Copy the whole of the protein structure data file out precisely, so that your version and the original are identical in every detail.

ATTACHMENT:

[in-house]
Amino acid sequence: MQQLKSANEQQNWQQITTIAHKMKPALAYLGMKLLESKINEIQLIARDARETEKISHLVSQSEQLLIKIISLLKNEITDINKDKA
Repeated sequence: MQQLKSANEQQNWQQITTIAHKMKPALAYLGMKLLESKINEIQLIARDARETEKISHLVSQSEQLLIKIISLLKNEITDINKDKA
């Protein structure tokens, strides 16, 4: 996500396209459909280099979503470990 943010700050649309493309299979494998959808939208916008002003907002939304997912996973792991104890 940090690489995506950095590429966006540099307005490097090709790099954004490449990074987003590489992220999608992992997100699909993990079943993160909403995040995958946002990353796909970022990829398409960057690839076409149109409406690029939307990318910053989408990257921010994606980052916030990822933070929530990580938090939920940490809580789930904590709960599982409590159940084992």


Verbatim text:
[in-house]
Amino acid sequence: MQQLKSANEQQNWQQITTIAHKMKPALAYLGMKLLESKINEIQLIARDARETEKISHLVSQSEQLLIKIISLLKNEITDINKDKA
Repeated sequence: MQQLKSANEQQNWQQITTIAHKMKPALAYLGMKLLESKINEIQLIARDARETEKISHLVSQSEQLLIKIISLLKNEITDINKDKA
């Protein structure tokens, strides 16, 4: 996500396209459909280099979503470990 943010700050649309493309299979494998959808939208916008002003907002939304997912996973792991104890 940090690489995506950095590429966006540099307005490097090709790099954004490449990074987003590489992220999608992992997100699909993990079943993160909403995040995958946002990353796909970022990829398409960057690839076409149109409406690029939307990318910053989408990257921010994606980052916030990822933070929530990580938090939920940490809580789930904590709960599982409590159940084992």